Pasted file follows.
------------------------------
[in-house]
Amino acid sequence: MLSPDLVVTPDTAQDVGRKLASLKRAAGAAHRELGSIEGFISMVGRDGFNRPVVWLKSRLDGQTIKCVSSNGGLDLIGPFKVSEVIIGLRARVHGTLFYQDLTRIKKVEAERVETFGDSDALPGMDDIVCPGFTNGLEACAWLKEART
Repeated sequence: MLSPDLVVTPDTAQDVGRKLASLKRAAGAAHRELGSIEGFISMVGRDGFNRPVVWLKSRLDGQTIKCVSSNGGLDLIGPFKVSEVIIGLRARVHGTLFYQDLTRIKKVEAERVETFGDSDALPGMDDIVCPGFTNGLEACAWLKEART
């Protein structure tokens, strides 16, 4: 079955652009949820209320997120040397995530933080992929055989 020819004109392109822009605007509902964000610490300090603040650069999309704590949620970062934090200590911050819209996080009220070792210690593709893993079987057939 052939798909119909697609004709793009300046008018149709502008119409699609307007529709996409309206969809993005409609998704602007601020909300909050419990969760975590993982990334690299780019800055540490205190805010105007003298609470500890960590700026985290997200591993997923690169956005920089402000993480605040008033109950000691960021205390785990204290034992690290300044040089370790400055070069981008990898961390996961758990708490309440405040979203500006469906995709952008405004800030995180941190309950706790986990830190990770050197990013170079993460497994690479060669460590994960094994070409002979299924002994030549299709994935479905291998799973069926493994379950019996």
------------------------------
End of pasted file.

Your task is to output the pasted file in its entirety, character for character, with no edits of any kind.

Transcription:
[in-house]
Amino acid sequence: MLSPDLVVTPDTAQDVGRKLASLKRAAGAAHRELGSIEGFISMVGRDGFNRPVVWLKSRLDGQTIKCVSSNGGLDLIGPFKVSEVIIGLRARVHGTLFYQDLTRIKKVEAERVETFGDSDALPGMDDIVCPGFTNGLEACAWLKEART
Repeated sequence: MLSPDLVVTPDTAQDVGRKLASLKRAAGAAHRELGSIEGFISMVGRDGFNRPVVWLKSRLDGQTIKCVSSNGGLDLIGPFKVSEVIIGLRARVHGTLFYQDLTRIKKVEAERVETFGDSDALPGMDDIVCPGFTNGLEACAWLKEART
């Protein structure tokens, strides 16, 4: 079955652009949820209320997120040397995530933080992929055989 020819004109392109822009605007509902964000610490300090603040650069999309704590949620970062934090200590911050819209996080009220070792210690593709893993079987057939 052939798909119909697609004709793009300046008018149709502008119409699609307007529709996409309206969809993005409609998704602007601020909300909050419990969760975590993982990334690299780019800055540490205190805010105007003298609470500890960590700026985290997200591993997923690169956005920089402000993480605040008033109950000691960021205390785990204290034992690290300044040089370790400055070069981008990898961390996961758990708490309440405040979203500006469906995709952008405004800030995180941190309950706790986990830190990770050197990013170079993460497994690479060669460590994960094994070409002979299924002994030549299709994935479905291998799973069926493994379950019996």